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Monday, May 10, 2010

Psalm for Monday: Psalm 48, verse 3

(please note that most Christian Bibles list this as verse 2)

Beautiful in elevation is the joy of all the earth; Mount Zion, on the sides of the  north, is the city of the great Sovereign.

In my comments on verse 3 last week I viewed the point of reference of this psalm as the "Jerusalem above," the mythic heavenly Jerusalem where there are no politics and no boundaries.  As I wrote week: "wherever one is at any given moment, if we are truly present and seeking connection with the Divine, then we connect ourselves on spiritual level with the Jerusalem above."

Verse 3 simply states that it is the elevation of the  higher Jerusalem that is the source of its beauty.  If in my reading the psalm is referring to the Jerusalem above, then the elevation of which the psalmist wrote is its spiritual elevation. That the heavenly Jerusalem knows of no distinctions between racial, religious, ethnic, sexual orientation, gender or other identities is, in part, what makes it beautiful and what makes it holy.
In our physical world these distinctions are what cause separations between human beings, as well as between human beings and the Divine.   I am not saying that we should ignore these distinctions in our world.  On the contrary, we must acknowledge and celebrate our various differences.  But we must be careful not to allow them to serve as reasons to separate from others and from the Divine. Too often, that is the what happens in the earthly Jerusalem, not to mention everywhere else in the world. 

In thinking about Jerusalem, I remembered that in Biblical times the city was  referred to as  ir shalem עיר שלם, the city of completeness, or ir shalom עיר שלום, the city of peace .  The Jerusalem above is the joy of all the worlds (not just this world) because it's essence is completeness.  It is this completeness, the unity and not the separation of all, that is the source of its peace and the source of its holiness.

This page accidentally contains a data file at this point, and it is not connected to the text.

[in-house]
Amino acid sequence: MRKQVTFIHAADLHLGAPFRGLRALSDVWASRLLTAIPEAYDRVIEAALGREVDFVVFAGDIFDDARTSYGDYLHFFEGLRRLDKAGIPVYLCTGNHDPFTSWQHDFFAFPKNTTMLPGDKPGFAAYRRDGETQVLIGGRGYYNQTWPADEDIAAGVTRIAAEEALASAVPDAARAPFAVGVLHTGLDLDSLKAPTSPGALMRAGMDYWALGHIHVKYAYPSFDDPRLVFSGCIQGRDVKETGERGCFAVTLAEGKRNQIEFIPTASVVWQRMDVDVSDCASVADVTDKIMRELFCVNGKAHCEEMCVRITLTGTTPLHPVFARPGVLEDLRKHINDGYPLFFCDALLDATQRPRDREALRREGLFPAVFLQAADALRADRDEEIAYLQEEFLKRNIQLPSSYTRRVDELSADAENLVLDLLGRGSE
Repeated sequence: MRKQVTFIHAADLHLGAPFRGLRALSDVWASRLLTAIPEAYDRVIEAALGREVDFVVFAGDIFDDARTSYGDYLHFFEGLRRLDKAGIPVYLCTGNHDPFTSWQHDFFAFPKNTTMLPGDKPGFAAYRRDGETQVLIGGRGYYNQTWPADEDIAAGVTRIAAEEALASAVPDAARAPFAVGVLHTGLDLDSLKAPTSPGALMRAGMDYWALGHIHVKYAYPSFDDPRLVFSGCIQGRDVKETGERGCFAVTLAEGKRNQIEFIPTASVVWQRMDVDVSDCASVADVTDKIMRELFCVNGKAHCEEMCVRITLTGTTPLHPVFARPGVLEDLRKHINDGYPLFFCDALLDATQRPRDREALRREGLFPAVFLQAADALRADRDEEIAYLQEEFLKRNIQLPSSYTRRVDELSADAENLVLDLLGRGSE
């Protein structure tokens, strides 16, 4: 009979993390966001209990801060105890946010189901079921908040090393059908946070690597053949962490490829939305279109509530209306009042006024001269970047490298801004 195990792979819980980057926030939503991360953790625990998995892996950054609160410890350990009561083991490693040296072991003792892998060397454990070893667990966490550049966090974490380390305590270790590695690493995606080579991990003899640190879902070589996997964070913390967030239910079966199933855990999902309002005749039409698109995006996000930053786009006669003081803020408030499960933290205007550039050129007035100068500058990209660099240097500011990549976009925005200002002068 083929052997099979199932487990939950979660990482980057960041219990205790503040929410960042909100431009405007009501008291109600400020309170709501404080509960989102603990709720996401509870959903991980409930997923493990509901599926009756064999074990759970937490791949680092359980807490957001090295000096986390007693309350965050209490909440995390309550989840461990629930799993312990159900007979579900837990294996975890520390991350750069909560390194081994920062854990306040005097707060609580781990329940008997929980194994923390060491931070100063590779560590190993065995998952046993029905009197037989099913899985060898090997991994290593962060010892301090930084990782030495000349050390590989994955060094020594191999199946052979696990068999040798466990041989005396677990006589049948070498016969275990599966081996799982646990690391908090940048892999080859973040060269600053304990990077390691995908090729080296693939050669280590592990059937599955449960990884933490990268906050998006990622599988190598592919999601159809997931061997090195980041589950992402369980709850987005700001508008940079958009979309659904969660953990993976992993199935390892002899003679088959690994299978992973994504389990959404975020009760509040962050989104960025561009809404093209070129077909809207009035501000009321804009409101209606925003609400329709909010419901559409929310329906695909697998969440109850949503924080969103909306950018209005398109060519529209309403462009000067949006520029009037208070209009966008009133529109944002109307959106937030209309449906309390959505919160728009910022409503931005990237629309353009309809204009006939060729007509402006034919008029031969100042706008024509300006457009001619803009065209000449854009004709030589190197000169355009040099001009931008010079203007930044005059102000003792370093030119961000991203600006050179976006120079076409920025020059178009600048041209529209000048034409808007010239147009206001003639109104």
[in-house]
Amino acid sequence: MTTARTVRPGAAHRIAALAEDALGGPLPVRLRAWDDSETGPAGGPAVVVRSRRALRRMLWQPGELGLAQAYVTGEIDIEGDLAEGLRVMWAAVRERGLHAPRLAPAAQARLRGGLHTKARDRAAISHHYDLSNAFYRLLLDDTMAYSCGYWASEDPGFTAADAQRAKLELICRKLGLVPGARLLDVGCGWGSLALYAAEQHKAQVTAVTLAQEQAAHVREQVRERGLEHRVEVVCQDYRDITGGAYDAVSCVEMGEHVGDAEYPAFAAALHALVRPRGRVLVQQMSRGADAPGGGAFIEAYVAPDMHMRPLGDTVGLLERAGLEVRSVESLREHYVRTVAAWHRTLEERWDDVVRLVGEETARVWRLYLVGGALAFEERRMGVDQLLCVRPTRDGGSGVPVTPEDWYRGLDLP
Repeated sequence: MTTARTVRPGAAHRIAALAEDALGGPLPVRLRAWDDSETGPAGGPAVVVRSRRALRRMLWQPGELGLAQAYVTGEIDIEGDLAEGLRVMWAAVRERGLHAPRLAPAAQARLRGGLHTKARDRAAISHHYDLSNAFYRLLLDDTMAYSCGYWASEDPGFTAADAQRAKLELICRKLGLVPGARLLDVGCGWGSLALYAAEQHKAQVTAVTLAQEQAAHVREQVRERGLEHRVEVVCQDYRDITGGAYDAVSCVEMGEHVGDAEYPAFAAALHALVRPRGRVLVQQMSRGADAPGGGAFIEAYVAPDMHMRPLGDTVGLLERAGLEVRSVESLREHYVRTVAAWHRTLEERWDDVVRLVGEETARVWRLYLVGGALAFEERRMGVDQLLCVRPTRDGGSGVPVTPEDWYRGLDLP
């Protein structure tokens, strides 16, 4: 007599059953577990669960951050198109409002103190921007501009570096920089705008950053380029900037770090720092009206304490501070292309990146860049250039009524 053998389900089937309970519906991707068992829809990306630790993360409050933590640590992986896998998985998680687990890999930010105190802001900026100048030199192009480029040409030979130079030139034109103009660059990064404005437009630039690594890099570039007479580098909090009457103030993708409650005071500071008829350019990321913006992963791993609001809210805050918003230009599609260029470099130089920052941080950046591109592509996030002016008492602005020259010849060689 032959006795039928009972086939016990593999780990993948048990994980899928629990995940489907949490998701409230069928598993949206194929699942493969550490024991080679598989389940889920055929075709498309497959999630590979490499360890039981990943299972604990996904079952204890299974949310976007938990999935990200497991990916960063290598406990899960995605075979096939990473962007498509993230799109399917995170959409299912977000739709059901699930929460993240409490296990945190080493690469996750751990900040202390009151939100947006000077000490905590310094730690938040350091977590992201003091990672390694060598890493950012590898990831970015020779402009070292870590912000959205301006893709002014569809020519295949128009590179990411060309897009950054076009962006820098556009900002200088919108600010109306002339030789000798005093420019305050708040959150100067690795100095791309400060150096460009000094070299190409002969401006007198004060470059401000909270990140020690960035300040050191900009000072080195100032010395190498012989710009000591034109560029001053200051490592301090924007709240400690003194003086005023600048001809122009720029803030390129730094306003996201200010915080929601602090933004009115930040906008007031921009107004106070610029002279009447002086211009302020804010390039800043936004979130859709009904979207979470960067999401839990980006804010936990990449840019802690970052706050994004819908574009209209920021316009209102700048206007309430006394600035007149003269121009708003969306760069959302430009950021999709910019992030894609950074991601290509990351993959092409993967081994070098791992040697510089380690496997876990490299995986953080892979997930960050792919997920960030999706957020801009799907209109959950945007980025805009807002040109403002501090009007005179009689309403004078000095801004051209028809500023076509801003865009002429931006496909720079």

Mount Zion, is viewed in ancient Jewish tradition as the center point  of the earth; it is the point where creation mytholigically began.  That is why it is at the heart of the earthly Jerusalem.  But this is also the point where the earthly and heavenly Jerusalem connect.  It is as if there is a spiritual umbilical cord attached to Mt. Zion that links the two worlds to each other.  Indeed, there are places where Mt. Zion is referred to as the "navel of the world," a phrase and concept that appears in many ancient cultures.  

In psalm 48 Mount Zion is also described as being "in the north," which is its physical location in the land.  However, Hebrew word for north tzafon/צפון is from the same root as the word for hidden tzafun/צפון.  Actually, as you can see, without vowels (which is how the Torah is written) the two words look identical.  This connection between the two words should remind us that the place that connects us with our heavenly source, with the oneness and unity of the Divine, is indeed often hidden.  Yet it does exist within each of us. It is within the soul, the piece of God within us. When we pay attention and listen to the voice of our soul, we will find that place of connection hidden within. In each moment when this occurs we are then able to enter the 'city of the Divine' in a spiritual sense.

Our goal in each moment is to be mindful and pay attention to our own spiritual self so that we can find the hidden place within.  That hidden place will enable us to enter that realm where there are no separations or divisions, where there is only unity.  Then the challenge is to bring that sense of oneness and unity back to the world in which we all live and to make it a reality here as well.



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